The firewall itself shouldn't cause problems by being unstable.

    The firewall should also be fairly light regarding resources, nothing really heavvy. ( I have 512 MB RAM and a 4 year old computer that is still able today to deal very well with today's requirements, in general).

    It should also be cheap or free.

    Quoting my earlier question: 'Basically, how can a firewall know if incoming data should be allowed or not ? ' Maybe noone here understands. But it would be nice to know.

    Suggestions/insight appreciated.
     
  2. LoneWolf

    LoneWolf Registered Member

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  3. Diver

    Diver Registered Member

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    For personal firewalls inbound traffic is controlled by stateful packet inspection, and sometimes pseudo stateful inspection for UDP. Basically stateful inspection allows in connections that your computer asked for by making contact first. Deep packet inspection, gives the ability to look into the data the traffic is carrying and is more likely to be used for enterprise class gateway firewalls.

    There is also a shortcut method where all incoming requests for TCP connections having a SYN flag are denied.

    For P2P programs its necessary to make an exception.

    One can go over to Matousec and look at the list of firewalls there and try every free firewall until one makes you happy. Jetico I is extremely light, but it takes some expertise to set up. Another free one that is light is Kerio 2.15, which again takes some effort to get running. Generally, the easy to use firewalls are going to use more memory. ZA free is one of the easiest to use, but can be a memory hog.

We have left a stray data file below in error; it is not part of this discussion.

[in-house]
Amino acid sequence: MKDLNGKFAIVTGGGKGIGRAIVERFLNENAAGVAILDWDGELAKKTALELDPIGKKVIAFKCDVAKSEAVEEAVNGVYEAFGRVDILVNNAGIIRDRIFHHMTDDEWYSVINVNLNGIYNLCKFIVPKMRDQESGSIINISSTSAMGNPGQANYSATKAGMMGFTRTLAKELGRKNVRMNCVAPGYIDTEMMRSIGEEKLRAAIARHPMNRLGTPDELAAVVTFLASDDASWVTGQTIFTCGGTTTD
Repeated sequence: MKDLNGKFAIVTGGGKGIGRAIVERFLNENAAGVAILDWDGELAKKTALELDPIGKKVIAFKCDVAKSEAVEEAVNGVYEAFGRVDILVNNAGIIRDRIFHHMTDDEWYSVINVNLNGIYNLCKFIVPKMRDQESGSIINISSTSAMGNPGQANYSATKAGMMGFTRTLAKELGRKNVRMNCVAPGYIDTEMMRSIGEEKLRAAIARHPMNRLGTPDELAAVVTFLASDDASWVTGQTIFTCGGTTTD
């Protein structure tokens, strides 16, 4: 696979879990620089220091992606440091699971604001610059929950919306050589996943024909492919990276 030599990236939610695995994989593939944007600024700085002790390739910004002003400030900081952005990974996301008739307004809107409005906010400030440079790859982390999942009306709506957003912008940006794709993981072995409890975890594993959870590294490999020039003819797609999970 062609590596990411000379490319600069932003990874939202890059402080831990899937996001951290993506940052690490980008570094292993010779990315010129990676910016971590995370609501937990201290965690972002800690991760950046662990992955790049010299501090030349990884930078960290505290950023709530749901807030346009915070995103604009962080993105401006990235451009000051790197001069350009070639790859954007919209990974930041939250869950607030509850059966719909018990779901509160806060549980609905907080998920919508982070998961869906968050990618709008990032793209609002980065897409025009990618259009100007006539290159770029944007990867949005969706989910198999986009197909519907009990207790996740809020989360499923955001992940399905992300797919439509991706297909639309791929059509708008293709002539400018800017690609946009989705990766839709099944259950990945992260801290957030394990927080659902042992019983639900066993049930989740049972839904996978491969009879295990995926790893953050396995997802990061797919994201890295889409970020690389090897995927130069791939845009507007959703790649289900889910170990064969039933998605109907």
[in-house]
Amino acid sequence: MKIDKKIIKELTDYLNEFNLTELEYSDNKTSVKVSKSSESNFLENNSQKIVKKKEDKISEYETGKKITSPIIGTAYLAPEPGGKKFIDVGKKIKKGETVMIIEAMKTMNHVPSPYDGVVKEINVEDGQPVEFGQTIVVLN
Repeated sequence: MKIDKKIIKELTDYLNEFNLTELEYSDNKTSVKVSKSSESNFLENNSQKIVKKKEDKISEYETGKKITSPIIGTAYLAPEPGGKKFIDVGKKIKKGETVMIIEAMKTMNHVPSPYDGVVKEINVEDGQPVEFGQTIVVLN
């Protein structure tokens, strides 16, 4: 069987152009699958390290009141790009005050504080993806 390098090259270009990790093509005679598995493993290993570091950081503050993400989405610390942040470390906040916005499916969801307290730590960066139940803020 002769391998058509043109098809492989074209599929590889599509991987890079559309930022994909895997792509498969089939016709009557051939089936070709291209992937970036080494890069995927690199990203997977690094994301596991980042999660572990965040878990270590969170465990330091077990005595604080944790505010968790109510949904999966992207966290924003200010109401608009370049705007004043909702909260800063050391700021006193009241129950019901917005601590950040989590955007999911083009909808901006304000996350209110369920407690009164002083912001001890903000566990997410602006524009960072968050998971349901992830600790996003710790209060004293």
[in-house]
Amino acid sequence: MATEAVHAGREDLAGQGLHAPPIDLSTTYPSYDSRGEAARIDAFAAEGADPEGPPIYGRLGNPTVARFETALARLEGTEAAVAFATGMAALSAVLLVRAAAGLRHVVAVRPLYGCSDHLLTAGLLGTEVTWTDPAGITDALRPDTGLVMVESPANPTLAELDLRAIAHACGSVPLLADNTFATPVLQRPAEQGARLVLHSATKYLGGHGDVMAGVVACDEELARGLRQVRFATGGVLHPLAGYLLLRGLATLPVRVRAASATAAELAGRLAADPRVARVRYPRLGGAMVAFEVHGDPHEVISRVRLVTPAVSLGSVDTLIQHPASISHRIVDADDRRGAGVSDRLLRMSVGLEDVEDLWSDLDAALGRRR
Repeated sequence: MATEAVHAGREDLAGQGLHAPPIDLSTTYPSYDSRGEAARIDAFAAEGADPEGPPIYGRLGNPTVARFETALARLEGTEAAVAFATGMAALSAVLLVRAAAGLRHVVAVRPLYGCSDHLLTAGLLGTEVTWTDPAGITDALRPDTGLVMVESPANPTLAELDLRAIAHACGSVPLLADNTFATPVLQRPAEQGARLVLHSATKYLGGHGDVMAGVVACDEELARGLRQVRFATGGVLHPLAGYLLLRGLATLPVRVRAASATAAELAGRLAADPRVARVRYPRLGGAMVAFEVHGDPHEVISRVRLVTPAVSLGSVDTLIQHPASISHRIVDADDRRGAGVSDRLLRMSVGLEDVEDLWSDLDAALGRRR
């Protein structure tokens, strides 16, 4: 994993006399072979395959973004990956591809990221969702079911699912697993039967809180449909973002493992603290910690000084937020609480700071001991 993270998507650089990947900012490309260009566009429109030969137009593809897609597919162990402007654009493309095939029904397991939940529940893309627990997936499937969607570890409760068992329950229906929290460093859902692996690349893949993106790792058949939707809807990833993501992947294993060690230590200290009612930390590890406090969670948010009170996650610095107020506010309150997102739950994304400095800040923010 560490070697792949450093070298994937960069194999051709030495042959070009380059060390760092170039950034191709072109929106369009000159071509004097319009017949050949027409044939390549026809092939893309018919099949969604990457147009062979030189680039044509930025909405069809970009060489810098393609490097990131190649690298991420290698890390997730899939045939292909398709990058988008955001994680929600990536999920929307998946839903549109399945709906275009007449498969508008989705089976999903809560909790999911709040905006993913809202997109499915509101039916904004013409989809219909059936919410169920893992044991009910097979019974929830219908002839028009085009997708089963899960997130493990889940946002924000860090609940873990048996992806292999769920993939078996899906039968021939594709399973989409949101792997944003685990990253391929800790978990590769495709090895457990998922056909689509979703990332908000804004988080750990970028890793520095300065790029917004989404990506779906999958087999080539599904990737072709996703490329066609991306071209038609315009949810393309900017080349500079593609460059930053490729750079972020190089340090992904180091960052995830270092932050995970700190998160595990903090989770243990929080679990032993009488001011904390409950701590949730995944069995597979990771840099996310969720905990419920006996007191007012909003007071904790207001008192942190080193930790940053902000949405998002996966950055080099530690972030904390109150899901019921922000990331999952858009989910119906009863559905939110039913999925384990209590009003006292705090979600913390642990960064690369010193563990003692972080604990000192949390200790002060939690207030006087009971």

If you own a router consider using the windows firewall, or even no software firewall. It may have no outbound filtering, but IMO outbound filtering has the lowest return on investment (setup effort and machine resources) of any security measure. Something to consider when resources are tight.
     
  4. Fly

    Fly Registered Member

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    Thank you. But 'try every free firewall until one makes you happy' is not what I had in mind. Ok, I have 512 MB RAM, that should be enough space for a decent firewall since I currently have McAfee Virusscan Plus (includes firewall), Spy Sweeper, Counterspy, and I still have free memory left.

    I did take a look at the Zonealarm firewall, and the biggest version appears HUGE (3 layers ?), and I've read about people complaining about it being problematic. For example, on download.com (that site always tries to make users' reviews look better than they are, if you select by recent date first you typically see bad reviews, but then, that could just be the competition).

    Feel free take come up with a few more suggestions. :)
     
  5. AKAJohnDoe

    AKAJohnDoe Registered Member

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    A router with NAT will provide almost everything you require. ZoneAlarm (Suite, AV or AS, not the free one) if you want more.